Prepare Your Body for Cold and Flu Season

229422707_333e1fc4cfBoost your immune system with five superfoods
By: Nina Ya-Haqqi

Now that winter is here, the time has come for sneezes and sniffles. When spring turns to fall, it becomes everyone’s mission to prevent runny noses and sore throats. Our body’s immune can often become weak, and with the cold and flu virus spreading faster during the winter months, it is our job to make sure we keep our bodies running in the best shape possible.

“Vitamins A, B, C, D, selenium, and zinc have been studied for their role in immune system health,” says holistic nutritionist Aziza Meghjee. The best way to combat illness is to boost your immune system, and the most effective way to do that is by following a healthy diet.

Meghjee also says, “There is evidence that eating a diet high in fruits and vegetables does in fact boost the immune system because of their high phytonutrient content.” Phytonutrients are plant-based chemicals that have been linked with disease prevention. Although phytonutrients are not necessary for survival (like vitamins and minerals), they are critical to the health of your immune system. Foods with phytonutrients include nuts, tomatoes, watermelon, kale, red wine, and pomegranates.

In addition to a diet rich in vitamins, minerals, and phytonutrients, these five superfoods can help kick-start your immune system before flu season hits.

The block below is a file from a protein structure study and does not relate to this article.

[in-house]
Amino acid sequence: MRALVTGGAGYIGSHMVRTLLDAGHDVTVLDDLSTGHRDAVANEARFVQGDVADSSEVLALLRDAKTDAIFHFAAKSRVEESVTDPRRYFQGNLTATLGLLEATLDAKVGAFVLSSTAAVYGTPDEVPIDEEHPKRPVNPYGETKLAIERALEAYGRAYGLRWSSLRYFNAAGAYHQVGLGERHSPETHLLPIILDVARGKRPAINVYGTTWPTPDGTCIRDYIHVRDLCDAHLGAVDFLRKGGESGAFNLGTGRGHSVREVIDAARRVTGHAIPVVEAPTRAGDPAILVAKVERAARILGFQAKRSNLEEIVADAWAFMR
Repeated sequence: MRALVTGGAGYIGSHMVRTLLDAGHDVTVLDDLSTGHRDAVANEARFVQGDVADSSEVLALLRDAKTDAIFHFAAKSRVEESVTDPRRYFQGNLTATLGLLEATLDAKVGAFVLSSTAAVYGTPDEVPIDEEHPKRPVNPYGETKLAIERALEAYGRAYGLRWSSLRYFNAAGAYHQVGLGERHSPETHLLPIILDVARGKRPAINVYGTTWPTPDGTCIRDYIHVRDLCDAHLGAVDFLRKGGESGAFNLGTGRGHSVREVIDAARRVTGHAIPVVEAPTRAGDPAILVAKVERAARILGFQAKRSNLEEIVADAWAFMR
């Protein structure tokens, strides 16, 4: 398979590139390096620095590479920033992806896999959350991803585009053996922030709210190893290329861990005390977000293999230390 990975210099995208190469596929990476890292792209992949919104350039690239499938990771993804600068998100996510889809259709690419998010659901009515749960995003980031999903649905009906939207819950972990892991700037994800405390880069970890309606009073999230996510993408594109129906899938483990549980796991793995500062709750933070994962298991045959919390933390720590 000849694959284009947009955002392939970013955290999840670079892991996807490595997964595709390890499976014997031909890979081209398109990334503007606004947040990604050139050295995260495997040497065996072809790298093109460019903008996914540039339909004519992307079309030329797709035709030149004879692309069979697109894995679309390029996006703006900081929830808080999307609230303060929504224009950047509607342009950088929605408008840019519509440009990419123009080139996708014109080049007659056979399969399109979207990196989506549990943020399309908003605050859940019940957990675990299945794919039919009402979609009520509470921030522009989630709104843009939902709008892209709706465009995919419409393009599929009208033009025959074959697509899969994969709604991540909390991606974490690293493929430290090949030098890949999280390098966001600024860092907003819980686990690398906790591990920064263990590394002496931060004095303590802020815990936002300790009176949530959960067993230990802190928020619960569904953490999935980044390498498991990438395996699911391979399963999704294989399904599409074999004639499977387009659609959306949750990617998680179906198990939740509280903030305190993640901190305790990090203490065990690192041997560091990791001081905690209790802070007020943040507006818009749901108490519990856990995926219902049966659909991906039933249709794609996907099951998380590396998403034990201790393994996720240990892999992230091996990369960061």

Fish: This may come as a surprise, but fish is important in maintaining a healthy immune system. Oily fish like salmon and tuna are packed with omega-3 fatty acids, which help your body combat inflammation to keep your immune system in top shape. If incorporating fish into your diet becomes tedious, consider fish oil supplements.

garlic-cloves_lGarlic: If you’re a garlic lover, you’re in luck! Garlic naturally produces allicin as a means of protection from insects and fungi, which means it has the same barrier effect against not only cold and flu viruses, but also against all viral, bacterial, and fungal infections. If you’re not a fan of the intense smell and flavour of garlic, chop it–don’t mash it–when incorporating it into your food.

Yogurt: Yogurt contains probiotics, which are essentially bacteria that are beneficial to the human body. Probiotics promote a healthy digestive system by producing lactic acid, which helps your body break down complex compounds you ingest. A lack of good bacteria 5116418041_a73c57ca27in your diet makes it difficult for your body to absorb the nutrients necessary to keep your immune system in good shape.

Sunflower seeds: These tasty seeds contain vitamin E, an antioxidant that helps protect cell walls. They also provide a good source of vitamin C and zinc, a mineral that improves immune system health by fighting infections. If you’re not one to snack on these crunchy seeds on their own, try sprinkling them in your salad or hiding them in baked goods.

Milk: It is well known that vitamin D is abundant in milk, which helps our bones maintain their strength. Many of us do not get a proper amount of this important vitamin from sunlight, so it is important to include it in your everyday diet to help boost your immune system. “Eating a whole-food diet along with probiotics and vitamin D helps support immune health,” says Meghjee. Vitamin D activates the body’s immune cells, thereby aiding the body’s ability to fight off bacteria and viruses.

Any of these foods can be found at your local grocery store. While on the Danforth, try The Big Carrot (348 Danforth Ave.) for their non-GMO, organic products.

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